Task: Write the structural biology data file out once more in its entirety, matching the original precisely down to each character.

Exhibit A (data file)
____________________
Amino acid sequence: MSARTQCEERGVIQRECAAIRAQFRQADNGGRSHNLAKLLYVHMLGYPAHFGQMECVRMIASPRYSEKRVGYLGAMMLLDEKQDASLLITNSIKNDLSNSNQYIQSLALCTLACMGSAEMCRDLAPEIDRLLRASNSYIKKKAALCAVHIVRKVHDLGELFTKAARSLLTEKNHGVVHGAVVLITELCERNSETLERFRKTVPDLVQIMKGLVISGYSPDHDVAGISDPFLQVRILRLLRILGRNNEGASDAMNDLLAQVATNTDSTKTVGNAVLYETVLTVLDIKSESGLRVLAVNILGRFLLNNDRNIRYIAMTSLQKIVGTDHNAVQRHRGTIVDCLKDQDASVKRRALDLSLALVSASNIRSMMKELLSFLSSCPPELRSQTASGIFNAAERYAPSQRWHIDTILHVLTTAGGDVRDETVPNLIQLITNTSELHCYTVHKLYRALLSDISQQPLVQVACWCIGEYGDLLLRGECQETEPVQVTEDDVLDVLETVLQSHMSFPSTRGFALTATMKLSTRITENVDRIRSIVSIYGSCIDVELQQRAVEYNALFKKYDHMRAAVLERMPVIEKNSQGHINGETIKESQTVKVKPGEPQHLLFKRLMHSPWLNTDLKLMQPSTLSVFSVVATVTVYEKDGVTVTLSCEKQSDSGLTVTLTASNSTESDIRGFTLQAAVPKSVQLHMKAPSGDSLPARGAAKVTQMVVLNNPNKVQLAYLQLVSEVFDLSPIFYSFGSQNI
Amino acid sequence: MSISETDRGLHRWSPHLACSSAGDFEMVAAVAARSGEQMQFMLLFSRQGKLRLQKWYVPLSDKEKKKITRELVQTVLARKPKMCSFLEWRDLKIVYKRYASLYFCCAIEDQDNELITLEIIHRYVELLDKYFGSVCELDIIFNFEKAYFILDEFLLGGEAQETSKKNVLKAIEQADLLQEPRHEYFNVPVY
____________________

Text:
Amino acid sequence: MSARTQCEERGVIQRECAAIRAQFRQADNGGRSHNLAKLLYVHMLGYPAHFGQMECVRMIASPRYSEKRVGYLGAMMLLDEKQDASLLITNSIKNDLSNSNQYIQSLALCTLACMGSAEMCRDLAPEIDRLLRASNSYIKKKAALCAVHIVRKVHDLGELFTKAARSLLTEKNHGVVHGAVVLITELCERNSETLERFRKTVPDLVQIMKGLVISGYSPDHDVAGISDPFLQVRILRLLRILGRNNEGASDAMNDLLAQVATNTDSTKTVGNAVLYETVLTVLDIKSESGLRVLAVNILGRFLLNNDRNIRYIAMTSLQKIVGTDHNAVQRHRGTIVDCLKDQDASVKRRALDLSLALVSASNIRSMMKELLSFLSSCPPELRSQTASGIFNAAERYAPSQRWHIDTILHVLTTAGGDVRDETVPNLIQLITNTSELHCYTVHKLYRALLSDISQQPLVQVACWCIGEYGDLLLRGECQETEPVQVTEDDVLDVLETVLQSHMSFPSTRGFALTATMKLSTRITENVDRIRSIVSIYGSCIDVELQQRAVEYNALFKKYDHMRAAVLERMPVIEKNSQGHINGETIKESQTVKVKPGEPQHLLFKRLMHSPWLNTDLKLMQPSTLSVFSVVATVTVYEKDGVTVTLSCEKQSDSGLTVTLTASNSTESDIRGFTLQAAVPKSVQLHMKAPSGDSLPARGAAKVTQMVVLNNPNKVQLAYLQLVSEVFDLSPIFYSFGSQNI
Amino acid sequence: MSISETDRGLHRWSPHLACSSAGDFEMVAAVAARSGEQMQFMLLFSRQGKLRLQKWYVPLSDKEKKKITRELVQTVLARKPKMCSFLEWRDLKIVYKRYASLYFCCAIEDQDNELITLEIIHRYVELLDKYFGSVCELDIIFNFEKAYFILDEFLLGGEAQETSKKNVLKAIEQADLLQEPRHEYFNVPVY